The Seder plate.
There should be a least one seder plate for the person leading the seder. Some people like to give each person their own individual plate with everything that they will use during the seder pre portioned. We use one seder plate and then I put the rest of the seder foods on small plates and bowls for everyone to take from as its needed. On your seder plate you will need: Zeroa: A piece of roasted meat that represents the lamb that was the special sacrifice on the eve of the exodus from Egypt. The sacrifice was also made again on the afternoon before Passover in the Holy Temple. Since we no longer have the temple, we place the zeroa on the seder plate to remind us of the Passove sacrafice. I always get a lamb shank bone from our butcher to use as the zeroa. Others have the custom of using a chicken neck. Whichever you use, it should be roasted. We don’t actually eat from the zeroa, its just put on the plate for the symbolism. Betza/Egg: Egg represents the pre-holiday offering (chagigah) that was brought in the days of the Holy Temple. This is also just for the symbolism and not eaten during the seder (by most people) so you only need one for the plate, not one for each person at the table. It is also customary to roast the egg. Just be sure you hard boil it first otherwise you risk having it explode while roasting. Maror/bitter herbs & Chazeret: These remind us of the bitterness of the slavery of our forefathers in Egypt. The most common foods used for the maror are freshly grated horseradish, and romaine lettuce (or endives). If you are using horseradish it needs to be grated before candle lighting. If you are using romain lettuce it should be washed and checked before the holiday as well. You will need 2-3 full leaves of romaine for each person and/or 1 tablespoon of grated horseradish per person. Charoset: This resembles the mortar and bricks made by the Jews when they were slaves to Pharaoh. Its typically made from a mixture of apples, pears, nuts and wine. I personally prefer a Moroccan version made by simmering chopped pitted dates in sweet wine with 1 teaspoon of cinnamon. After the dates have become soft, add in chopped walnuts. Definately my most favorite of all the seder foods. Karpas: An onion, boiled potato, parsley, or celery. After making kiddush, the family goes to the sink and ritually washes their hands, but without saying the usual blessing. Everyone then takes a very small piece of the vegetable and dips it in saltwater (which you also need to have ready on the table even though it is not part of the actual seder plate.) After the appropriate blessing is said, the karpas is eaten.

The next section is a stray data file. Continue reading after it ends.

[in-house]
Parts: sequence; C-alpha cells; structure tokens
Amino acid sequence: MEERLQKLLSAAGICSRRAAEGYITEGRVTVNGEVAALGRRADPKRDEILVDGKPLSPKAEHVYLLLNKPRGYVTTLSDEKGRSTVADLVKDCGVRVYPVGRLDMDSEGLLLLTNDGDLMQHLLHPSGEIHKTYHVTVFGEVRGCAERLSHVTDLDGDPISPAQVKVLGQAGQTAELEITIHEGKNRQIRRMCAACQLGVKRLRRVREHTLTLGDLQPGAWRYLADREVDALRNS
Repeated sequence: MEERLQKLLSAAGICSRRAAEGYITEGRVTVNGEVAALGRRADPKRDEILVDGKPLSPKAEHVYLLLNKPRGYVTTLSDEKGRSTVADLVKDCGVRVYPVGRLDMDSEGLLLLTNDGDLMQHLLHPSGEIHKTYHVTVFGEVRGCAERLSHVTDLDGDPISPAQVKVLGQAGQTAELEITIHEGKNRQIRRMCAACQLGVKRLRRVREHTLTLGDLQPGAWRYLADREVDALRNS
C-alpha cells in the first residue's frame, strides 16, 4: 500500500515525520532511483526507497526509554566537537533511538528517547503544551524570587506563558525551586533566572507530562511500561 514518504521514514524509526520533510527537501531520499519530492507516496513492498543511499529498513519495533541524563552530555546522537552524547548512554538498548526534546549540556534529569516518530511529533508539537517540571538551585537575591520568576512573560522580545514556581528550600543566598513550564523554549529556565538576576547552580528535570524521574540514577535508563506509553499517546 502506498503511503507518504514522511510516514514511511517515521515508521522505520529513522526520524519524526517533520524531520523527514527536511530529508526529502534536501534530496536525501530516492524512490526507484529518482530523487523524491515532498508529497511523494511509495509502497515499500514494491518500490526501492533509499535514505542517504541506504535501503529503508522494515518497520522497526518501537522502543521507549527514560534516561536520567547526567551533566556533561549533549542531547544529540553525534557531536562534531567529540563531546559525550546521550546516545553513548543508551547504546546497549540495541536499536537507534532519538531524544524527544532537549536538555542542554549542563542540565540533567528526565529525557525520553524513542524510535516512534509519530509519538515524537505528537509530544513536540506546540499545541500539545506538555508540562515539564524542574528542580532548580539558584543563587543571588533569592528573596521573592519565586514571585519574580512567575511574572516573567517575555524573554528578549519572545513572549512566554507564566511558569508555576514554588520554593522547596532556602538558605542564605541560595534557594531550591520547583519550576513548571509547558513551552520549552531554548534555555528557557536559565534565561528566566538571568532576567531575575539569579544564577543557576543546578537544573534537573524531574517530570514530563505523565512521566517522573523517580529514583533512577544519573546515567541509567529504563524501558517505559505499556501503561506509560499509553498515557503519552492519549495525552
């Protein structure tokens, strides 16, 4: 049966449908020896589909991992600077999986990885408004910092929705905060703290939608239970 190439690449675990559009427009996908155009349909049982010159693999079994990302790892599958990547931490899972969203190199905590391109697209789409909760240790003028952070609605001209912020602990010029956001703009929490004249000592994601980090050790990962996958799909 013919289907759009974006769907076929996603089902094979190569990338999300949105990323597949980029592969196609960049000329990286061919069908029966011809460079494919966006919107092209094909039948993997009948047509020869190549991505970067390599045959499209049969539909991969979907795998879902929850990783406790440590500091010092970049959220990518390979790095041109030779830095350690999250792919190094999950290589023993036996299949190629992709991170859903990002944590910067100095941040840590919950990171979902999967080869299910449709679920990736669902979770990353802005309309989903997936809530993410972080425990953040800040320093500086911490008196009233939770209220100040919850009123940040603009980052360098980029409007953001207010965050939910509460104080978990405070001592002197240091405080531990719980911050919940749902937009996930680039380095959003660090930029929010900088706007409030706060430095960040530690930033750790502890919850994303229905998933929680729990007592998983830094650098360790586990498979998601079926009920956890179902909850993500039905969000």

Maztote: Two main types of matzah are machine made matzah and hand made matzah. Hand made matzah is round, it has a rough texture and you can tell by the coloring that it has been baked in an oven. It might look a little burnt around the edges. According to many halachic (Jewish law) opinions, these are preferable for the Seder. It’s also much more expensive than the machine made matzah. Machine made matzot are square, they have an even, smooth texture and color and today they come made from a variety of grains such as spelt, oat and even gluten free. Shmurah matzah is made from grain that has been under special supervision from the time it was harvested. You can buy both handmade and machine made shmurah matzot. You will need 3 full matzah for the seder plate and about two maztzos per person to eat throughout the seder. Wine and grape juice: enough for 4 full cups for each person minimum of 2.9 oz. Other opinions say around 4 oz.
Lastly, don’t forget a maztoh cover, pillows for reclining, afikomen bag, and cup for Eliyahu the Profit.
Keep the rest of the menu super simple. It’s better to make kosher for Passover variations of the dishes you normally make instead of making a lot of completely new recipes. First of all you are already familiar with the recipe. For example, if there is a particular roast recipe that you normally make during the rest of the year that you know your family and guests enjoy, then make that but just leave out anything that isn’t kosher for Passover. Let’s say the recipe calls for soy sauce. It probably won’t hurt just to leave it out. Just be sure to compensate by adding a little more salt to the recipe. Side dishes should not be any more complicated than simply roasted vegetables, roasted potatoes with a little olive oil and salt and pepper. A fresh green salad also makes a great side. Take into consideration the amount of matzo everyone is eating before you even get to the meal. Don’t feel the need to make too many dishes.
Plan your table.
Lots of meals means lots of dishes. Having guests? More dishes, and cups, and napkins, and silverware. If you plan on using your dishes be sure that you have enough for everyone. If you are planning on using disposables, add them to your shopping list to buy or order them online now. Now is also a good time to be sure you have enough folding tables and chairs. Lastly, don’t forget to make note of which table linens and any decor you plan on using.
Gather your recipes.